BRADENTON -- Demolition of the historic 12th Avenue bridge in the Wares Creek neighborhood began Thursday as part of a project to improve water flow and avoid flooding.
This is the second of three bridges to be rebuilt as part of a sister project to the $51.8 million Cedar Hammock-Wares Creek Flood project.
"It is all an integrated concept as part of the dredging of the creek," engineering section manager Jim McLellan said. "Without improvement to the bridges, it would create a 'pinch point.' By replacing them with structures that have more carrying capacity, it increases the creek's capacity to carry water, avoiding flooding."
The first couple of days of demolition will focus on removing the handrail of the historic bridge, which is being salvaged and reused on the new bridge.
"We have to maintain a component of the existing bridge, and the handrail is the easiest and the most visible," McLellan said.
Construction of the new bridge is scheduled to be completed by August. Work will then begin on the 14th Avenue bridge. Combined with a drainage upgrade, the work on the two bridges is expected to cost $2.4 million.
Half of the funding for this project is being provided by a grant from the Southwest Florida Water Management District. The rest has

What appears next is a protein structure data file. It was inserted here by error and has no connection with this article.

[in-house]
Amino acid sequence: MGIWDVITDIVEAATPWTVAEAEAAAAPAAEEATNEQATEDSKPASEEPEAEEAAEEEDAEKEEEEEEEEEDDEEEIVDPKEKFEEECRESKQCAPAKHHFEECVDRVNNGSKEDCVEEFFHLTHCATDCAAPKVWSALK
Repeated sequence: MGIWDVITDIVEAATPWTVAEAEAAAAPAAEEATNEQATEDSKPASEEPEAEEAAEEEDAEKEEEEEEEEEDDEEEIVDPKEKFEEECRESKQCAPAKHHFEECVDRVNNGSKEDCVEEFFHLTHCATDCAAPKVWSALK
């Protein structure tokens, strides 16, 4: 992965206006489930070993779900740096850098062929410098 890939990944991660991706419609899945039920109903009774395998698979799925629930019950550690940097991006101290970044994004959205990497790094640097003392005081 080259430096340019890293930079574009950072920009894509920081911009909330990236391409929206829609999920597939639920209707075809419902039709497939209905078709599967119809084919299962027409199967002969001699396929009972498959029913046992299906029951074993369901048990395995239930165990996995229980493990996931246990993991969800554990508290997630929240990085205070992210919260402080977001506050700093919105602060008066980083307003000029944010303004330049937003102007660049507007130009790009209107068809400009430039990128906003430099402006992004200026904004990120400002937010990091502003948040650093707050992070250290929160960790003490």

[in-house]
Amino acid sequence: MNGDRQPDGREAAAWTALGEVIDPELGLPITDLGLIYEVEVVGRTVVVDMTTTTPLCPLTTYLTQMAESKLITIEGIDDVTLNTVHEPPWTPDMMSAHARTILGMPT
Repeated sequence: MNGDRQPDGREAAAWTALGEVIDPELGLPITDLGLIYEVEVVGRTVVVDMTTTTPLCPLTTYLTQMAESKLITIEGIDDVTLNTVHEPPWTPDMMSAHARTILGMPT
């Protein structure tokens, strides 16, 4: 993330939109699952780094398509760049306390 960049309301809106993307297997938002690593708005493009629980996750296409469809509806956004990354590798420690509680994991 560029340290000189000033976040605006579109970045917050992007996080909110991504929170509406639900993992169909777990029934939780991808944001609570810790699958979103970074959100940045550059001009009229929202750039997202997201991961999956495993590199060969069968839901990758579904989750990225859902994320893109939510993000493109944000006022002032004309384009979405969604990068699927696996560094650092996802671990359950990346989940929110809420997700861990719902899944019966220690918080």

been funded by a low-interest loan acquired by the city from the Florida Department of Environmental Protection.
Work on both bridges is being completed by Quality Enterprises USA Inc., a Naples-based contractor. Quality recently worked for Manatee County on the Riverview Boulevard bridge.
Throughout the duration of construction, 12th Avenue will be closed from 20th to 22nd streets. Homeowners who live on these blocks, however, will have access.
"We had a much trickier situation with the traffic situation at the Ninth Avenue bridge because of Ballard Elementary," McLellan said.
Work on the Wares Creek Flood Project will continue to move forward with work on the retention wall along the creek from 21st to 30th streets west tentatively scheduled to begin in April. PAC Comm Inc. was awarded the contract for this portion of the project.
An appeal against the bid delayed work that had been scheduled to begin in February.
The Wares Creek Project was created to alleviate flooding in the Wares Creek neighborhood. The dredging portion of the project was completed in August and removed 37,000 cubic yards of sediment.
Jessica De Leon, urban affairs reporter, can be reached at 941-745-7049.